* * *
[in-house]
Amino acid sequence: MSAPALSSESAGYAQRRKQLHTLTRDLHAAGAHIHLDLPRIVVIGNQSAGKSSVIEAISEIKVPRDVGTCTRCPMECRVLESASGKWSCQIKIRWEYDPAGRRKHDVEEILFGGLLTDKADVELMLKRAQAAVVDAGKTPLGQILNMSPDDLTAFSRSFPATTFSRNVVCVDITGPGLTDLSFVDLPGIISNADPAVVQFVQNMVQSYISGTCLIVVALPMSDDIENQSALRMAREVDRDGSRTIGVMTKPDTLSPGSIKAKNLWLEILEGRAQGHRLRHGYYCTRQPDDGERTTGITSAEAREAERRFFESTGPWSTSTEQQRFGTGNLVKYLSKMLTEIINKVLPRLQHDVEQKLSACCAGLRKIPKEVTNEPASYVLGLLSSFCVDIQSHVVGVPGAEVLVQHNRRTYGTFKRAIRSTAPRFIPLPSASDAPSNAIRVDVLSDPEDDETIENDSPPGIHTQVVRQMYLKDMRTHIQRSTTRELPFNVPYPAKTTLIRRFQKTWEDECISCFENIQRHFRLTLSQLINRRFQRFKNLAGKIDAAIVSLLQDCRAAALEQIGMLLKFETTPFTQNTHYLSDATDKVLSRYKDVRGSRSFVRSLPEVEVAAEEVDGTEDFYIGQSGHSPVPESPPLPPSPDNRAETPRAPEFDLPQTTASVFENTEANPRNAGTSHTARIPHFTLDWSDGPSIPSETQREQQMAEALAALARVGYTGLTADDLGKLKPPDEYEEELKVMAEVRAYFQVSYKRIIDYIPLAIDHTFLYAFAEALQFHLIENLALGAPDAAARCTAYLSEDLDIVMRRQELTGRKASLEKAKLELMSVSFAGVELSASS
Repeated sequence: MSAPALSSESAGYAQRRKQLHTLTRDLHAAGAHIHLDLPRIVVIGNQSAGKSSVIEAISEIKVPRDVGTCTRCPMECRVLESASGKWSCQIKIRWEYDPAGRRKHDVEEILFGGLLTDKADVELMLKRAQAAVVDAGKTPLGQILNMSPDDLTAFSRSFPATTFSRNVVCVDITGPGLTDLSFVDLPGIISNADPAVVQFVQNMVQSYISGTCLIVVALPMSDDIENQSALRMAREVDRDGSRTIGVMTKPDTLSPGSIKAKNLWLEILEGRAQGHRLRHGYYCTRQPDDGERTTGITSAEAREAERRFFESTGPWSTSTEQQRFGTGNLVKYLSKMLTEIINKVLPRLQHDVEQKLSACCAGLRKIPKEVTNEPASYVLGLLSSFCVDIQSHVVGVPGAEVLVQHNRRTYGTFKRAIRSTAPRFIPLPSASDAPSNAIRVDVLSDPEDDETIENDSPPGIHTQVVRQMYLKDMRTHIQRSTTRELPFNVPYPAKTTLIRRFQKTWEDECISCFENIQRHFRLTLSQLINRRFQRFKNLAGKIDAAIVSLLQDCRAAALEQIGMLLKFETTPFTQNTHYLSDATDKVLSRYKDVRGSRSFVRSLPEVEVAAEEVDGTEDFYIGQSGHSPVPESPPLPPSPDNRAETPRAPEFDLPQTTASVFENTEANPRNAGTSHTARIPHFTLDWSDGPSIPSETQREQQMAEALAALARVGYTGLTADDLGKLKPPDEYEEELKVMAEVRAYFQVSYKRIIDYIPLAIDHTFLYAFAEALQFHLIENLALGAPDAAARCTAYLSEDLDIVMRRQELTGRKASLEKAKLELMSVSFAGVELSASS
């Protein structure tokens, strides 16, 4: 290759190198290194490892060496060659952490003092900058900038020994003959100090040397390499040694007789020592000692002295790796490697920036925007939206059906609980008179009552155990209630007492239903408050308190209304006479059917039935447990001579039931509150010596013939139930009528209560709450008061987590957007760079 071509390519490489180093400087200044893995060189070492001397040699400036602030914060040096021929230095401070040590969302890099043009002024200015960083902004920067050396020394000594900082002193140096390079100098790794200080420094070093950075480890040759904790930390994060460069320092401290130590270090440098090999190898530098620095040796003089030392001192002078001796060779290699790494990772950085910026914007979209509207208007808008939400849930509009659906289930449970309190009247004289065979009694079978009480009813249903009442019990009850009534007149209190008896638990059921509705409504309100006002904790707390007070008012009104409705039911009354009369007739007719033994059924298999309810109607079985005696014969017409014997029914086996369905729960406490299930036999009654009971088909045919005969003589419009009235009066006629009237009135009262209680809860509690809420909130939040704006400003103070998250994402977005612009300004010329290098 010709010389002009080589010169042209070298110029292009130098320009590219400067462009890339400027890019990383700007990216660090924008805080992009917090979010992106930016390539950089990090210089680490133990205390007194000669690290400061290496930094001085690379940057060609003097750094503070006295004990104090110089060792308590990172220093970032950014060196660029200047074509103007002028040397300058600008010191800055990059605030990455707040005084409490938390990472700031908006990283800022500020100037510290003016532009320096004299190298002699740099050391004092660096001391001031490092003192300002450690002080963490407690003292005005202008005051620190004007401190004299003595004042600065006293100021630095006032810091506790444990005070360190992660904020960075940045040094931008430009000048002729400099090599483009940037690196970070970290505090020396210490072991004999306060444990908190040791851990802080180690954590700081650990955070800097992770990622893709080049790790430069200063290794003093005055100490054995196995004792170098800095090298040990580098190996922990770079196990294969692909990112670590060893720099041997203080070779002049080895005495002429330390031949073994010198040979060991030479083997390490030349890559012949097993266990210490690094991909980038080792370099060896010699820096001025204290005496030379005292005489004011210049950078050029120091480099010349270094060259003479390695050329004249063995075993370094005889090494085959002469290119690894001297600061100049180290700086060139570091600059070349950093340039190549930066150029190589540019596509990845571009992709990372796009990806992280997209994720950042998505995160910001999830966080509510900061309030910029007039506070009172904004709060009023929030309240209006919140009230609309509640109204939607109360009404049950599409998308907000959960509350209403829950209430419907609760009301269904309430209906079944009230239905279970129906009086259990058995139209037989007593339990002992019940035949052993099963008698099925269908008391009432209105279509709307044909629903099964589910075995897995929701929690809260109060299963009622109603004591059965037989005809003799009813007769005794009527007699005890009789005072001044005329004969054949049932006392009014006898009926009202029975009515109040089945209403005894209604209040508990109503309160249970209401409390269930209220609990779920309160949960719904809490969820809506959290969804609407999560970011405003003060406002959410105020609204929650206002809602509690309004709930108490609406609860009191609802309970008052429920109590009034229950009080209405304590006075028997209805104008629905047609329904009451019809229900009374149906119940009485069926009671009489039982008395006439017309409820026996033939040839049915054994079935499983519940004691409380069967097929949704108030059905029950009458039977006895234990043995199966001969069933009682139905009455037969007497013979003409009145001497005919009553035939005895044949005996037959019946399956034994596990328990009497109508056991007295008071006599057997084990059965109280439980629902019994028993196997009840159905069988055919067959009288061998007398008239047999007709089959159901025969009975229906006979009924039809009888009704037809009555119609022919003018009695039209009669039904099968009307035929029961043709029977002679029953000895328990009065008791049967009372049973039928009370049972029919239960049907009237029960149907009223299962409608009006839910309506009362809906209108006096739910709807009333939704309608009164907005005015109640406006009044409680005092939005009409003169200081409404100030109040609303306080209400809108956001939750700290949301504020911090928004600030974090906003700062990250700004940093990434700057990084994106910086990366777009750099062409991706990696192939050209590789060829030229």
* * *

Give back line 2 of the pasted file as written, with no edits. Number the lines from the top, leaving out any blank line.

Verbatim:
Amino acid sequence: MSAPALSSESAGYAQRRKQLHTLTRDLHAAGAHIHLDLPRIVVIGNQSAGKSSVIEAISEIKVPRDVGTCTRCPMECRVLESASGKWSCQIKIRWEYDPAGRRKHDVEEILFGGLLTDKADVELMLKRAQAAVVDAGKTPLGQILNMSPDDLTAFSRSFPATTFSRNVVCVDITGPGLTDLSFVDLPGIISNADPAVVQFVQNMVQSYISGTCLIVVALPMSDDIENQSALRMAREVDRDGSRTIGVMTKPDTLSPGSIKAKNLWLEILEGRAQGHRLRHGYYCTRQPDDGERTTGITSAEAREAERRFFESTGPWSTSTEQQRFGTGNLVKYLSKMLTEIINKVLPRLQHDVEQKLSACCAGLRKIPKEVTNEPASYVLGLLSSFCVDIQSHVVGVPGAEVLVQHNRRTYGTFKRAIRSTAPRFIPLPSASDAPSNAIRVDVLSDPEDDETIENDSPPGIHTQVVRQMYLKDMRTHIQRSTTRELPFNVPYPAKTTLIRRFQKTWEDECISCFENIQRHFRLTLSQLINRRFQRFKNLAGKIDAAIVSLLQDCRAAALEQIGMLLKFETTPFTQNTHYLSDATDKVLSRYKDVRGSRSFVRSLPEVEVAAEEVDGTEDFYIGQSGHSPVPESPPLPPSPDNRAETPRAPEFDLPQTTASVFENTEANPRNAGTSHTARIPHFTLDWSDGPSIPSETQREQQMAEALAALARVGYTGLTADDLGKLKPPDEYEEELKVMAEVRAYFQVSYKRIIDYIPLAIDHTFLYAFAEALQFHLIENLALGAPDAAARCTAYLSEDLDIVMRRQELTGRKASLEKAKLELMSVSFAGVELSASS